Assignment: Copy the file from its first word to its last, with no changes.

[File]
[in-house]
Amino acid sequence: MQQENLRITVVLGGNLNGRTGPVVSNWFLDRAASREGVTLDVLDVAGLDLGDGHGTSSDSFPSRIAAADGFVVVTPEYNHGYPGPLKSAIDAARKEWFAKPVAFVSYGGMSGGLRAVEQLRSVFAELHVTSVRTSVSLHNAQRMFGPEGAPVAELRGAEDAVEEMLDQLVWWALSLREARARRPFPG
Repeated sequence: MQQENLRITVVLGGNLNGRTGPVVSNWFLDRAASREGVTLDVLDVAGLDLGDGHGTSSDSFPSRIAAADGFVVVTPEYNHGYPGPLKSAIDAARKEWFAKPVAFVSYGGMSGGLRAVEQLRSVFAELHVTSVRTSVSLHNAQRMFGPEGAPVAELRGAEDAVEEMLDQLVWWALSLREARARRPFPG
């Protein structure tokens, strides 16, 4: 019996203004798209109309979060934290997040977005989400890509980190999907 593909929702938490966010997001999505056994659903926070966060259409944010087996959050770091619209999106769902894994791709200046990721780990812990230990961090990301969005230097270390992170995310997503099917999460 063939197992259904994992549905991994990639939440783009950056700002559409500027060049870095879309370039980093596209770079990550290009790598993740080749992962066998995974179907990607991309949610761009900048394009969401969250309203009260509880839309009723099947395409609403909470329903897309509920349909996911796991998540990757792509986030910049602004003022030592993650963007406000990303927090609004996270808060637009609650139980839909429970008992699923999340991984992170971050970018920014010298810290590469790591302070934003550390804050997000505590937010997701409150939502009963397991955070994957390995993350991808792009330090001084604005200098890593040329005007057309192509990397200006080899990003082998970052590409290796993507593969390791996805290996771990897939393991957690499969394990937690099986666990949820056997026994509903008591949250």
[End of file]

[in-house]
Amino acid sequence: MQQENLRITVVLGGNLNGRTGPVVSNWFLDRAASREGVTLDVLDVAGLDLGDGHGTSSDSFPSRIAAADGFVVVTPEYNHGYPGPLKSAIDAARKEWFAKPVAFVSYGGMSGGLRAVEQLRSVFAELHVTSVRTSVSLHNAQRMFGPEGAPVAELRGAEDAVEEMLDQLVWWALSLREARARRPFPG
Repeated sequence: MQQENLRITVVLGGNLNGRTGPVVSNWFLDRAASREGVTLDVLDVAGLDLGDGHGTSSDSFPSRIAAADGFVVVTPEYNHGYPGPLKSAIDAARKEWFAKPVAFVSYGGMSGGLRAVEQLRSVFAELHVTSVRTSVSLHNAQRMFGPEGAPVAELRGAEDAVEEMLDQLVWWALSLREARARRPFPG
């Protein structure tokens, strides 16, 4: 019996203004798209109309979060934290997040977005989400890509980190999907 593909929702938490966010997001999505056994659903926070966060259409944010087996959050770091619209999106769902894994791709200046990721780990812990230990961090990301969005230097270390992170995310997503099917999460 063939197992259904994992549905991994990639939440783009950056700002559409500027060049870095879309370039980093596209770079990550290009790598993740080749992962066998995974179907990607991309949610761009900048394009969401969250309203009260509880839309009723099947395409609403909470329903897309509920349909996911796991998540990757792509986030910049602004003022030592993650963007406000990303927090609004996270808060637009609650139980839909429970008992699923999340991984992170971050970018920014010298810290590469790591302070934003550390804050997000505590937010997701409150939502009963397991955070994957390995993350991808792009330090001084604005200098890593040329005007057309192509990397200006080899990003082998970052590409290796993507593969390791996805290996771990897939393991957690499969394990937690099986666990949820056997026994509903008591949250």